Information Services

Guidance for Accessible Remote Teaching

Guidance on how to make remote teaching more accessible to those who are deaf or who have hearing loss.

Guidance for optimising remote access for students who are deaf or have a hearing loss

Additions to general advice given to lecturers / presenters


  • Speak in a clear manner, not too fast, and do not exaggerate your lip movements or speak very slowly, as lip reading is based on natural patterns of speech;
  • Clearly signal change of topic;
  • Share any new abbreviated terms before the session;
  • Use a headset microphone when at all possible, not just a laptop microphone. By using a headset microphone, and not relying on your computer microphone, it will help ensure your voice is picked up preferentially over background noise;
  • Minimise background noise (such as shuffling papers etc);
  • Ensure jewellery etc is not catching and creating background noise.

Providing opportunities for students to catch up, if necessary

  • ‘Chunk’ information so that the session is broken up into shorter sections;
  • Provide ongoing summary points in chat boxes or equivalent;
  • Include options for questions and comments to be typed into a chat box;
  • Share the abbreviations that will be used in the session along with any slides twenty four hours in advance of the session.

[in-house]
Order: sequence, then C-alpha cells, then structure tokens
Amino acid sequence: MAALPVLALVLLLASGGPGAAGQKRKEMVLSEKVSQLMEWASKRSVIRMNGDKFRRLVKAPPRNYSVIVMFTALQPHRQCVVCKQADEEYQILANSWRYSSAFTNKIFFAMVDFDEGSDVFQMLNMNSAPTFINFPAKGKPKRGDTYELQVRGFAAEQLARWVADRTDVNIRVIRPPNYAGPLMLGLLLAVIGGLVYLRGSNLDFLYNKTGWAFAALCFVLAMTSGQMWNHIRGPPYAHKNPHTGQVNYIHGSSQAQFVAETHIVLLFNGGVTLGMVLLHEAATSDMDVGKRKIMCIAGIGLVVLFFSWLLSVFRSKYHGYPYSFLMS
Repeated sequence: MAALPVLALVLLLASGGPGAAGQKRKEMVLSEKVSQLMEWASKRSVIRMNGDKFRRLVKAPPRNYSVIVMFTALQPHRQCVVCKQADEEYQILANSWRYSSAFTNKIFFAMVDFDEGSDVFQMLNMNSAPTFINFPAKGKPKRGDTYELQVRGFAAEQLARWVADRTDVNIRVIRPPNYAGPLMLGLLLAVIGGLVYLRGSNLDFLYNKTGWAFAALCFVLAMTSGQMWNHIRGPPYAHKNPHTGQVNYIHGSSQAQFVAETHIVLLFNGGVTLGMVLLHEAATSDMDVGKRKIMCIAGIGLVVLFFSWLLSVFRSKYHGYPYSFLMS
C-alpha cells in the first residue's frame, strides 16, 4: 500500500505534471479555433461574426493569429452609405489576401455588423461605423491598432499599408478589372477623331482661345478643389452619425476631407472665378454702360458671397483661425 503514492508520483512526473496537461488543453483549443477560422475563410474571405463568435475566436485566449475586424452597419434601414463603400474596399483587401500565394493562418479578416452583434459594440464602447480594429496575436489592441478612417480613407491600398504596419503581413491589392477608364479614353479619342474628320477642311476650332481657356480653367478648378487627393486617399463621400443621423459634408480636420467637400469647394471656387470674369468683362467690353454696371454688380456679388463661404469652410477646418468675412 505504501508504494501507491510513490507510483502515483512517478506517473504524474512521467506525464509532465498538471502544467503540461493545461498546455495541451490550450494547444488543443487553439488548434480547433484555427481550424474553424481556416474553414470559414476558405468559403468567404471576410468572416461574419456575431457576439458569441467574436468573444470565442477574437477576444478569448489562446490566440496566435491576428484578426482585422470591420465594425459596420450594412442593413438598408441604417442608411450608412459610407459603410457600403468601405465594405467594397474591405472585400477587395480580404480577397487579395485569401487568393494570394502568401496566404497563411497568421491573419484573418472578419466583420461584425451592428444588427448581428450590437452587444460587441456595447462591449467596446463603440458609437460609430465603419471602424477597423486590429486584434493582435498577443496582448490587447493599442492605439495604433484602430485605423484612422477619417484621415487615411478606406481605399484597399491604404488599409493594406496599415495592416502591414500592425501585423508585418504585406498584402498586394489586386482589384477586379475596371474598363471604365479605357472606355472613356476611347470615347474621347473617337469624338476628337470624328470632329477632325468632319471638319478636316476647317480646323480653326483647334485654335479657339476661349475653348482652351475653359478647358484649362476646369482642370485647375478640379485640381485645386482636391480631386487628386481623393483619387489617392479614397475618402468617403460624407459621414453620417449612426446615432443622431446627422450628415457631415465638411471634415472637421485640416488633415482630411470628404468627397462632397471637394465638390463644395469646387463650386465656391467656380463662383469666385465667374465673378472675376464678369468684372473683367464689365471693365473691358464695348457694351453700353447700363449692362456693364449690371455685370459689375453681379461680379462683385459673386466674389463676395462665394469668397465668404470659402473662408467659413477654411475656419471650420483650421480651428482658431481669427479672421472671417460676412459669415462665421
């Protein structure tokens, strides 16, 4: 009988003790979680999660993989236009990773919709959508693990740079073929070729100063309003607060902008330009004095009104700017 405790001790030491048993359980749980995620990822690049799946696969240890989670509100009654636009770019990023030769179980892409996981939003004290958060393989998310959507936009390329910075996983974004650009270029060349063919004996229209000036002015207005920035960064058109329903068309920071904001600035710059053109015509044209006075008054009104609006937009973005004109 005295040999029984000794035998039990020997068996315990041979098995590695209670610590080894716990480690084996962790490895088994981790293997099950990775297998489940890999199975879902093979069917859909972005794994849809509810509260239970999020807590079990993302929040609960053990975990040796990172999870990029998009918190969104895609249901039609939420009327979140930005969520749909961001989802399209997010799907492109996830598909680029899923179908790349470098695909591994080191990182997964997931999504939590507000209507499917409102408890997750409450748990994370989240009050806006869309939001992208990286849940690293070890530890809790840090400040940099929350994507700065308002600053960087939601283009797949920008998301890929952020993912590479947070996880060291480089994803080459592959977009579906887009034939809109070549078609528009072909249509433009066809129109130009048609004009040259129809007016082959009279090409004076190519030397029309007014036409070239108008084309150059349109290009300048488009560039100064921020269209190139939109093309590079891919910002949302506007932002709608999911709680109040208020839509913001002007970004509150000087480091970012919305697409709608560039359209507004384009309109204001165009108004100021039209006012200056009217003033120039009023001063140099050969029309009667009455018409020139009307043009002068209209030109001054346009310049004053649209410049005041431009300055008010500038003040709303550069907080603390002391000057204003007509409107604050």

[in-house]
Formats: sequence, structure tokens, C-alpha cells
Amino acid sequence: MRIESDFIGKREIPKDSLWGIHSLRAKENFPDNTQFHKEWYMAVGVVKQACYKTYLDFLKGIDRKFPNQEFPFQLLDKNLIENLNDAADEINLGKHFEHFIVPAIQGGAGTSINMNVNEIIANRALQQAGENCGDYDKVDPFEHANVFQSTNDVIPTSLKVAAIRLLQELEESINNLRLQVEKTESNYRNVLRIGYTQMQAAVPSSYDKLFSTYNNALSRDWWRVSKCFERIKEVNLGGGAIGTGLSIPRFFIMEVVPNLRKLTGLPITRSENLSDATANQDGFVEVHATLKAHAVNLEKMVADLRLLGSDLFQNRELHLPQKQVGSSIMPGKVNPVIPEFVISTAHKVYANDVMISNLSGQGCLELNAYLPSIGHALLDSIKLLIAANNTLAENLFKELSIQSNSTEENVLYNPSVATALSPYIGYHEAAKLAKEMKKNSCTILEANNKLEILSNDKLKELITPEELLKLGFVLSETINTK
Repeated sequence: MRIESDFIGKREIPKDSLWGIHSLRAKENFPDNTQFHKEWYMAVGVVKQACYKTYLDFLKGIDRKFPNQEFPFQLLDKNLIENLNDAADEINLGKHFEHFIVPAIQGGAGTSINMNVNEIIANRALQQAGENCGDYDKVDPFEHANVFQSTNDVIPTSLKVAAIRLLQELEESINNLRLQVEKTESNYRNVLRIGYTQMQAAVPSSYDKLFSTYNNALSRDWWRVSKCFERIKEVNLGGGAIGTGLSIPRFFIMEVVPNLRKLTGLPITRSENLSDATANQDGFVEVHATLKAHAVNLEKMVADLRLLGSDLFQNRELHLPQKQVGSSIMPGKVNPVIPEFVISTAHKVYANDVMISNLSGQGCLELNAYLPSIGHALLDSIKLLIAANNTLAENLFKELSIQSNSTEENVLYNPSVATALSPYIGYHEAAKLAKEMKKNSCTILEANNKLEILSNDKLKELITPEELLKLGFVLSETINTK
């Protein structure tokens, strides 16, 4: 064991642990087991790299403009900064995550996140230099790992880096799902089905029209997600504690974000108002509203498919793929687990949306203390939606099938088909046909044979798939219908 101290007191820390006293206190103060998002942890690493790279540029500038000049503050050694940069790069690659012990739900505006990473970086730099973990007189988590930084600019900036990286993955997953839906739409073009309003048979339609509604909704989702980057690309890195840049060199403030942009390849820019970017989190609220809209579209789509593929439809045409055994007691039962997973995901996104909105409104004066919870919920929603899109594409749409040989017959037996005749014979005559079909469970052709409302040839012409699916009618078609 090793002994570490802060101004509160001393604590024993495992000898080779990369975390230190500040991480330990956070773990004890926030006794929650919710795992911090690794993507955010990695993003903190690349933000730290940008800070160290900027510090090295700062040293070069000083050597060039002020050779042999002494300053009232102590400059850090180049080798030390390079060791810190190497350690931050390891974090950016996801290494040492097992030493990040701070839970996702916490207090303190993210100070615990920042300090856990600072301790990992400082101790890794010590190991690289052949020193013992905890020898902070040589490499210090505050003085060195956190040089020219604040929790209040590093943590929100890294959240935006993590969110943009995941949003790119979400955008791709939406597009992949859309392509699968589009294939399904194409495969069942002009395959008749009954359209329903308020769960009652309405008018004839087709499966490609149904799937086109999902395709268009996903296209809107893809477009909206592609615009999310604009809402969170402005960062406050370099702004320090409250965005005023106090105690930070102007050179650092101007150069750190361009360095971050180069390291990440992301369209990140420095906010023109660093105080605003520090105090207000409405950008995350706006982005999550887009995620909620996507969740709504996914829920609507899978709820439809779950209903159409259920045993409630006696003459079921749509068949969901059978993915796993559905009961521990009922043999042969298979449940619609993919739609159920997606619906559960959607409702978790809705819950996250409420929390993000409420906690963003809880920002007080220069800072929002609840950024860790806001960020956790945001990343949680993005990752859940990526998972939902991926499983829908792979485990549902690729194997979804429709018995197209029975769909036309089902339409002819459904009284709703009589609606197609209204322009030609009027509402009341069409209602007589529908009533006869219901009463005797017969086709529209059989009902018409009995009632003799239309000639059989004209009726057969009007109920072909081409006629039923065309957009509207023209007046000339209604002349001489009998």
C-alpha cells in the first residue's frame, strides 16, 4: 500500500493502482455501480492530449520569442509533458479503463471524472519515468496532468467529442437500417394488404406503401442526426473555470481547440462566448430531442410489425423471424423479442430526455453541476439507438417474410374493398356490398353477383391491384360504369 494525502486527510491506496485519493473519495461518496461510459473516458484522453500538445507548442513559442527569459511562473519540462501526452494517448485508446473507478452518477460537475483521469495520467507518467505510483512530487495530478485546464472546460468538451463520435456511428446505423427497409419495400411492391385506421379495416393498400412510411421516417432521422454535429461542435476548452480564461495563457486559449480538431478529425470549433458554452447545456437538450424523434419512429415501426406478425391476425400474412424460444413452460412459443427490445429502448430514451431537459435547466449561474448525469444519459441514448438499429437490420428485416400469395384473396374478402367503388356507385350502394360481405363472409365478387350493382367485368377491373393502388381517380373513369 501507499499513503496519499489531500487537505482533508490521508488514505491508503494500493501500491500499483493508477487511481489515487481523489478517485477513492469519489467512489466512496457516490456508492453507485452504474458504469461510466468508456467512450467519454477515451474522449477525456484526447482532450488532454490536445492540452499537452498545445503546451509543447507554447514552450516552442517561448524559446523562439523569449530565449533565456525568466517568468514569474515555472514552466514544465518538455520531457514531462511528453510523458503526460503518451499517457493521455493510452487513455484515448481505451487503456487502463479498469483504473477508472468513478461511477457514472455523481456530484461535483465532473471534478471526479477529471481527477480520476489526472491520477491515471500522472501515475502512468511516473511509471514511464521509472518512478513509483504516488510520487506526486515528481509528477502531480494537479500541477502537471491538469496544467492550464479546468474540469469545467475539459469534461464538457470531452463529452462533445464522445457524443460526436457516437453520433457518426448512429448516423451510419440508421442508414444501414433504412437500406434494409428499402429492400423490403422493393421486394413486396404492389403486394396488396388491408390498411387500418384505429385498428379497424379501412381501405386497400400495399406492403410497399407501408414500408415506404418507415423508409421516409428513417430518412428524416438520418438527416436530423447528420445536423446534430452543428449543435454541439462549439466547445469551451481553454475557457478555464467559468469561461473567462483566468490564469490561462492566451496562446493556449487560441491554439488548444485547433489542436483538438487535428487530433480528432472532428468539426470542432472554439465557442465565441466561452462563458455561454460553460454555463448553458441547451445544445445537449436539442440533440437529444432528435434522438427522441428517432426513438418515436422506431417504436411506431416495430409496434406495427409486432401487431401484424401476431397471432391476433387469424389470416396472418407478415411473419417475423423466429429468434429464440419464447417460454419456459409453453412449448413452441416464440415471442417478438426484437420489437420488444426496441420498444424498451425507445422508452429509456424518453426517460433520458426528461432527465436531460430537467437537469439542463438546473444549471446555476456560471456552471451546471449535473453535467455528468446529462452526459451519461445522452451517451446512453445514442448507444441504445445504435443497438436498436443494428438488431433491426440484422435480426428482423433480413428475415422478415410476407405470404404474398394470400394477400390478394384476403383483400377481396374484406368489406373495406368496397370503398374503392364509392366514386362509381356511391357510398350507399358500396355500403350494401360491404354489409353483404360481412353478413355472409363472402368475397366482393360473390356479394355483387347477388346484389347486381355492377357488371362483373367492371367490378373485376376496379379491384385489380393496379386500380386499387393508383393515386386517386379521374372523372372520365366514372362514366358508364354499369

• In group sessions:
    • ask contributors to say names when they start to speak;
    • repeat points from students that may have been unclear;
    • ask students to say in chat box if they missed what was said;
    • also encourage students to ask afterwards if this is helpful.

When using Audio/Visual materials

  • We would recommend always using video as well as audio as this enables users to lip-read as well;
  • Use good quality headset microphones if at all possible;
  • Mute the microphone when not talking;
  • Keep facing the camera, so that lip reading is possible, and don’t walk around;
  • Ensure lighting is good (and from the front, not behind) so the picture is really clear – use a plain background where possible;

  •  Avoid moving your hands in front of your face to ensure clear sight of your lips for users who are lip reading.


Students who are deaf or have hearing loss and have registered with the Disability and Learning Support Service may have an adjustment for captions to be provided. However, captions should be added to all audio/video content as a matter of course although we recognise the current difficulties in achieving this.

The terms captioning and subtitling are used interchangeable but captioning refers to subtitles that have additional information for those who are deaf or hard of hearing such as noises off and changes in speakers. Subtitles tend to be used for foreign language films where the user is assumed to be able to hear the content and so does not need to be told of background noises or changes in speaker.

More information on captioning can be found at:

Captioning guidance for staff

Request an alternative format


To request this document in an alternative format, such as large print or on coloured paper, please contact Viki Galt, the Head of Disability Information.

Viki Galt

Head of Disability Information

  • Information Services

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Argyle House
Floor F West
3 Lady Lawson Street

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BSL users can contact me via Contact Scotland BSL , the on-line British Sign Language interpreting service. Find out more on the Contact Scotland BSL website.

Contact Scotland BSL website